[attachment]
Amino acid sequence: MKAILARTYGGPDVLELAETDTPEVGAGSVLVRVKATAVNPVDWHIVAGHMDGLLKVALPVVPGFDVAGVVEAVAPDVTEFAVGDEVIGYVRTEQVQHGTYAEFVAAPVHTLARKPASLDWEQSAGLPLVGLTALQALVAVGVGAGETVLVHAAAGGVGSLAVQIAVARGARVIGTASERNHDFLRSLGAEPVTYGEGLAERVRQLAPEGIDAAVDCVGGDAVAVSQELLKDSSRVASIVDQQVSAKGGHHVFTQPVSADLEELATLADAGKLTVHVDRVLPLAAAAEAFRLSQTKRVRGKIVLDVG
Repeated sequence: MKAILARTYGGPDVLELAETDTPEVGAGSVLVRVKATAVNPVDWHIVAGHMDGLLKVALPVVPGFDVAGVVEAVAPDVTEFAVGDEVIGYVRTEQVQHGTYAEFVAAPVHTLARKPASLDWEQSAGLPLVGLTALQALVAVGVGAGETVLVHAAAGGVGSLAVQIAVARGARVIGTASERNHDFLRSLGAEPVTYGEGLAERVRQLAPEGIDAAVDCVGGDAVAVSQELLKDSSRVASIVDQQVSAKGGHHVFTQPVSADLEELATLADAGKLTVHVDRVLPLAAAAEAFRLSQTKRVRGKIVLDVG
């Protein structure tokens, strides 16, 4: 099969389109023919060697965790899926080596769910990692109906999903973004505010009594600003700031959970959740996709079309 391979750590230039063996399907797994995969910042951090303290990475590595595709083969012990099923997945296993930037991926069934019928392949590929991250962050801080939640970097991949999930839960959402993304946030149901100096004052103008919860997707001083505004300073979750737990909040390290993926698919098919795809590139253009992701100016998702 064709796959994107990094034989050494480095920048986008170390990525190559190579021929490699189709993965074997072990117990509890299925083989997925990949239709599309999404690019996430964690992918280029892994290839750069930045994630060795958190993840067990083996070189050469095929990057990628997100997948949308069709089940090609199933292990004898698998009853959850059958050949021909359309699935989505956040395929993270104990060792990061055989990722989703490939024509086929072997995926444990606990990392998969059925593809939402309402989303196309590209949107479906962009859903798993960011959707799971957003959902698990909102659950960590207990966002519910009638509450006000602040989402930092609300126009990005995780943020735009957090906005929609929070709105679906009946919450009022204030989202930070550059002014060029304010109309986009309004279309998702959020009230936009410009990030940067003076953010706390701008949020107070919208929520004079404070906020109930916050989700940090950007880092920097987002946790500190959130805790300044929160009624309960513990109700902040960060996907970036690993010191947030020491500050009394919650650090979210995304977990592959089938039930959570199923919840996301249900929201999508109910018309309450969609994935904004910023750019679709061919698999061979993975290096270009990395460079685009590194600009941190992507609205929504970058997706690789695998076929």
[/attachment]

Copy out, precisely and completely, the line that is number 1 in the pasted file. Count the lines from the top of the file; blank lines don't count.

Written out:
Amino acid sequence: MKAILARTYGGPDVLELAETDTPEVGAGSVLVRVKATAVNPVDWHIVAGHMDGLLKVALPVVPGFDVAGVVEAVAPDVTEFAVGDEVIGYVRTEQVQHGTYAEFVAAPVHTLARKPASLDWEQSAGLPLVGLTALQALVAVGVGAGETVLVHAAAGGVGSLAVQIAVARGARVIGTASERNHDFLRSLGAEPVTYGEGLAERVRQLAPEGIDAAVDCVGGDAVAVSQELLKDSSRVASIVDQQVSAKGGHHVFTQPVSADLEELATLADAGKLTVHVDRVLPLAAAAEAFRLSQTKRVRGKIVLDVG